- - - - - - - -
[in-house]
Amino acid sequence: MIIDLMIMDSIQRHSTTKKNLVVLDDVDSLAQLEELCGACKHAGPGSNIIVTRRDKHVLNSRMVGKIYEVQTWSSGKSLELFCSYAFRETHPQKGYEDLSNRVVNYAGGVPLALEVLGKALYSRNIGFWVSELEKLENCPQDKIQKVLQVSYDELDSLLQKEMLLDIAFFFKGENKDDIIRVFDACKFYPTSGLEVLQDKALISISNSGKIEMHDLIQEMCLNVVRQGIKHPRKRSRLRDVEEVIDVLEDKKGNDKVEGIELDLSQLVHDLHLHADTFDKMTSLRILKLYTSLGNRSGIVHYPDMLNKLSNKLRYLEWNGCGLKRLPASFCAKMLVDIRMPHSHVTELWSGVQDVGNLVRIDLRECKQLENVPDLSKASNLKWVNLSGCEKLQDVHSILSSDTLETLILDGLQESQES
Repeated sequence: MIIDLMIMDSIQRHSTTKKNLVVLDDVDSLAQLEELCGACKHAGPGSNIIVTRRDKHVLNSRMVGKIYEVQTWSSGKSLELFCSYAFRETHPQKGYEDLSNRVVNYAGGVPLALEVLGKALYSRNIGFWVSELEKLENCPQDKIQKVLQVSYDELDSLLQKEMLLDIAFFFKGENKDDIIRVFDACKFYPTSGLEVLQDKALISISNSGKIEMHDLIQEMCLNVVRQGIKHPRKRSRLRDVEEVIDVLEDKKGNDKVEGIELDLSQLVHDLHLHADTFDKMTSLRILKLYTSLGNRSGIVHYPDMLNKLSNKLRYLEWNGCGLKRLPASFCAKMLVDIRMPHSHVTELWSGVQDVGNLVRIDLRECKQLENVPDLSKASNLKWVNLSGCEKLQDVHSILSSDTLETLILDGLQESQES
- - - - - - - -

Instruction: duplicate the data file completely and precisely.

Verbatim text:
[in-house]
Amino acid sequence: MIIDLMIMDSIQRHSTTKKNLVVLDDVDSLAQLEELCGACKHAGPGSNIIVTRRDKHVLNSRMVGKIYEVQTWSSGKSLELFCSYAFRETHPQKGYEDLSNRVVNYAGGVPLALEVLGKALYSRNIGFWVSELEKLENCPQDKIQKVLQVSYDELDSLLQKEMLLDIAFFFKGENKDDIIRVFDACKFYPTSGLEVLQDKALISISNSGKIEMHDLIQEMCLNVVRQGIKHPRKRSRLRDVEEVIDVLEDKKGNDKVEGIELDLSQLVHDLHLHADTFDKMTSLRILKLYTSLGNRSGIVHYPDMLNKLSNKLRYLEWNGCGLKRLPASFCAKMLVDIRMPHSHVTELWSGVQDVGNLVRIDLRECKQLENVPDLSKASNLKWVNLSGCEKLQDVHSILSSDTLETLILDGLQESQES
Repeated sequence: MIIDLMIMDSIQRHSTTKKNLVVLDDVDSLAQLEELCGACKHAGPGSNIIVTRRDKHVLNSRMVGKIYEVQTWSSGKSLELFCSYAFRETHPQKGYEDLSNRVVNYAGGVPLALEVLGKALYSRNIGFWVSELEKLENCPQDKIQKVLQVSYDELDSLLQKEMLLDIAFFFKGENKDDIIRVFDACKFYPTSGLEVLQDKALISISNSGKIEMHDLIQEMCLNVVRQGIKHPRKRSRLRDVEEVIDVLEDKKGNDKVEGIELDLSQLVHDLHLHADTFDKMTSLRILKLYTSLGNRSGIVHYPDMLNKLSNKLRYLEWNGCGLKRLPASFCAKMLVDIRMPHSHVTELWSGVQDVGNLVRIDLRECKQLENVPDLSKASNLKWVNLSGCEKLQDVHSILSSDTLETLILDGLQESQES